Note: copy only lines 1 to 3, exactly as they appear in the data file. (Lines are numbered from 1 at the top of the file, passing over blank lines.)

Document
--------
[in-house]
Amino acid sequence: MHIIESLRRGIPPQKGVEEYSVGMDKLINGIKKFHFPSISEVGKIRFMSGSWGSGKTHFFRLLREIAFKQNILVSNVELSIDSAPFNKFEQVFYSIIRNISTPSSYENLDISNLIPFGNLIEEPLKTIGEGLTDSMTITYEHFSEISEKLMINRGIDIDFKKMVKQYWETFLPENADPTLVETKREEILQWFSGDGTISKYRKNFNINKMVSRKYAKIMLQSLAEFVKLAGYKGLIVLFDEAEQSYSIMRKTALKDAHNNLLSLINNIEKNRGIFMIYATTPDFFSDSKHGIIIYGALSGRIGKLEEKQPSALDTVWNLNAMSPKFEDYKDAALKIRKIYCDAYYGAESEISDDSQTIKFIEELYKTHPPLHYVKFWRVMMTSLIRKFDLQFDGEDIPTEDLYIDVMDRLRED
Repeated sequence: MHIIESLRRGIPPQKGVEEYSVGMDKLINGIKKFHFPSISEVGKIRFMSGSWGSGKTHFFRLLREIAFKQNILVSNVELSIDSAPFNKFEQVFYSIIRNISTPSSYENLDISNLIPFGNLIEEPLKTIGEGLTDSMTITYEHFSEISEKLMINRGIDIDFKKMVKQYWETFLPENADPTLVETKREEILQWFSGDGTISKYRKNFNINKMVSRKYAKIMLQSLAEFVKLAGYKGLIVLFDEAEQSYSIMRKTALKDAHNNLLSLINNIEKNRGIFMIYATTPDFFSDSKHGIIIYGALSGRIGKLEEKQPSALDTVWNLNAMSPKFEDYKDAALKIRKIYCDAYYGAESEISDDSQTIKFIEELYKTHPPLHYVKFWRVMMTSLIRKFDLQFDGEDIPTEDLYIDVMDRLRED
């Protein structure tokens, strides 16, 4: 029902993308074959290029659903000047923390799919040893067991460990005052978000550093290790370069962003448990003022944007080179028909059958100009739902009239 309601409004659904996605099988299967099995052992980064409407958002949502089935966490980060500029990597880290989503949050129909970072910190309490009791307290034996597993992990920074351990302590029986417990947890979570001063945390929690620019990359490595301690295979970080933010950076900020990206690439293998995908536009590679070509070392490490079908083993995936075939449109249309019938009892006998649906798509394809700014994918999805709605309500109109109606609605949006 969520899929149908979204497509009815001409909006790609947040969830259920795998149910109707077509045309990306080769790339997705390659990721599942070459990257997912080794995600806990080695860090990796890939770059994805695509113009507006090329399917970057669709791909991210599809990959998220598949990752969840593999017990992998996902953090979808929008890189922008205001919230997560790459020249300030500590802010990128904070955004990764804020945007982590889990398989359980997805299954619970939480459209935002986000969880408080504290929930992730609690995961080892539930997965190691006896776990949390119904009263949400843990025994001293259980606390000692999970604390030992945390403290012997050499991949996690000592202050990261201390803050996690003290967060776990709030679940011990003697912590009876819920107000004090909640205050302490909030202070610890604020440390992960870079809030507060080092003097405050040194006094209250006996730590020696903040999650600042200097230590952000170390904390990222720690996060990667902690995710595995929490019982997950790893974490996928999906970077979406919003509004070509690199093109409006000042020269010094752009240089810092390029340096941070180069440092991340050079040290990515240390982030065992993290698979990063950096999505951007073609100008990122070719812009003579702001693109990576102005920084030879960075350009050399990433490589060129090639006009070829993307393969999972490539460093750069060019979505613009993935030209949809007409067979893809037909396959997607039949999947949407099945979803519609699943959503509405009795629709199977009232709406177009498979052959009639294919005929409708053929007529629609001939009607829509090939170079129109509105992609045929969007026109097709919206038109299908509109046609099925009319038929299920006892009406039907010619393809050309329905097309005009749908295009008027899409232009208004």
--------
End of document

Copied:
[in-house]
Amino acid sequence: MHIIESLRRGIPPQKGVEEYSVGMDKLINGIKKFHFPSISEVGKIRFMSGSWGSGKTHFFRLLREIAFKQNILVSNVELSIDSAPFNKFEQVFYSIIRNISTPSSYENLDISNLIPFGNLIEEPLKTIGEGLTDSMTITYEHFSEISEKLMINRGIDIDFKKMVKQYWETFLPENADPTLVETKREEILQWFSGDGTISKYRKNFNINKMVSRKYAKIMLQSLAEFVKLAGYKGLIVLFDEAEQSYSIMRKTALKDAHNNLLSLINNIEKNRGIFMIYATTPDFFSDSKHGIIIYGALSGRIGKLEEKQPSALDTVWNLNAMSPKFEDYKDAALKIRKIYCDAYYGAESEISDDSQTIKFIEELYKTHPPLHYVKFWRVMMTSLIRKFDLQFDGEDIPTEDLYIDVMDRLRED
Repeated sequence: MHIIESLRRGIPPQKGVEEYSVGMDKLINGIKKFHFPSISEVGKIRFMSGSWGSGKTHFFRLLREIAFKQNILVSNVELSIDSAPFNKFEQVFYSIIRNISTPSSYENLDISNLIPFGNLIEEPLKTIGEGLTDSMTITYEHFSEISEKLMINRGIDIDFKKMVKQYWETFLPENADPTLVETKREEILQWFSGDGTISKYRKNFNINKMVSRKYAKIMLQSLAEFVKLAGYKGLIVLFDEAEQSYSIMRKTALKDAHNNLLSLINNIEKNRGIFMIYATTPDFFSDSKHGIIIYGALSGRIGKLEEKQPSALDTVWNLNAMSPKFEDYKDAALKIRKIYCDAYYGAESEISDDSQTIKFIEELYKTHPPLHYVKFWRVMMTSLIRKFDLQFDGEDIPTEDLYIDVMDRLRED